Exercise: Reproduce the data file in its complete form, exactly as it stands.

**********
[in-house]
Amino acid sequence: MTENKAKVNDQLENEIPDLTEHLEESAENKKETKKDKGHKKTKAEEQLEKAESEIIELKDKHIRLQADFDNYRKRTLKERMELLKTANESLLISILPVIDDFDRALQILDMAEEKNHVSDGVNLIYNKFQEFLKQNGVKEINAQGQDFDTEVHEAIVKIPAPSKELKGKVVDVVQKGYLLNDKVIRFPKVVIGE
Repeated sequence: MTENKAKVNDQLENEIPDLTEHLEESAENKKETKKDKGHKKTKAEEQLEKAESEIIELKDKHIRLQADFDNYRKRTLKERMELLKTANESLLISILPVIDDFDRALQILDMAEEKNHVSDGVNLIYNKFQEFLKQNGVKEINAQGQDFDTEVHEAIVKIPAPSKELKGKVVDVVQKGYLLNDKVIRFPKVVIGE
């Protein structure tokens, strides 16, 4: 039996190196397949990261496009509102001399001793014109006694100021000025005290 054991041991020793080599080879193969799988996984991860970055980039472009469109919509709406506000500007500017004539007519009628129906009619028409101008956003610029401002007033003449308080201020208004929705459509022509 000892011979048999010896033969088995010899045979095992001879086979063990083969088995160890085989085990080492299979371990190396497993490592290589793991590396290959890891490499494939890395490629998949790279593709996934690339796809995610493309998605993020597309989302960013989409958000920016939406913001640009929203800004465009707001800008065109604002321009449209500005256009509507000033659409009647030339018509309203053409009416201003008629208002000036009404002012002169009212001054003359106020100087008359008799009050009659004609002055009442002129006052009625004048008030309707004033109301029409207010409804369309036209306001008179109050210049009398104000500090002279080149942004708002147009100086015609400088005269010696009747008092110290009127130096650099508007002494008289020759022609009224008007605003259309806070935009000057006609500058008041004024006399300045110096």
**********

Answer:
[in-house]
Amino acid sequence: MTENKAKVNDQLENEIPDLTEHLEESAENKKETKKDKGHKKTKAEEQLEKAESEIIELKDKHIRLQADFDNYRKRTLKERMELLKTANESLLISILPVIDDFDRALQILDMAEEKNHVSDGVNLIYNKFQEFLKQNGVKEINAQGQDFDTEVHEAIVKIPAPSKELKGKVVDVVQKGYLLNDKVIRFPKVVIGE
Repeated sequence: MTENKAKVNDQLENEIPDLTEHLEESAENKKETKKDKGHKKTKAEEQLEKAESEIIELKDKHIRLQADFDNYRKRTLKERMELLKTANESLLISILPVIDDFDRALQILDMAEEKNHVSDGVNLIYNKFQEFLKQNGVKEINAQGQDFDTEVHEAIVKIPAPSKELKGKVVDVVQKGYLLNDKVIRFPKVVIGE
């Protein structure tokens, strides 16, 4: 039996190196397949990261496009509102001399001793014109006694100021000025005290 054991041991020793080599080879193969799988996984991860970055980039472009469109919509709406506000500007500017004539007519009628129906009619028409101008956003610029401002007033003449308080201020208004929705459509022509 000892011979048999010896033969088995010899045979095992001879086979063990083969088995160890085989085990080492299979371990190396497993490592290589793991590396290959890891490499494939890395490629998949790279593709996934690339796809995610493309998605993020597309989302960013989409958000920016939406913001640009929203800004465009707001800008065109604002321009449209500005256009509507000033659409009647030339018509309203053409009416201003008629208002000036009404002012002169009212001054003359106020100087008359008799009050009659004609002055009442002129006052009625004048008030309707004033109301029409207010409804369309036209306001008179109050210049009398104000500090002279080149942004708002147009100086015609400088005269010696009747008092110290009127130096650099508007002494008289020759022609009224008007605003259309806070935009000057006609500058008041004024006399300045110096």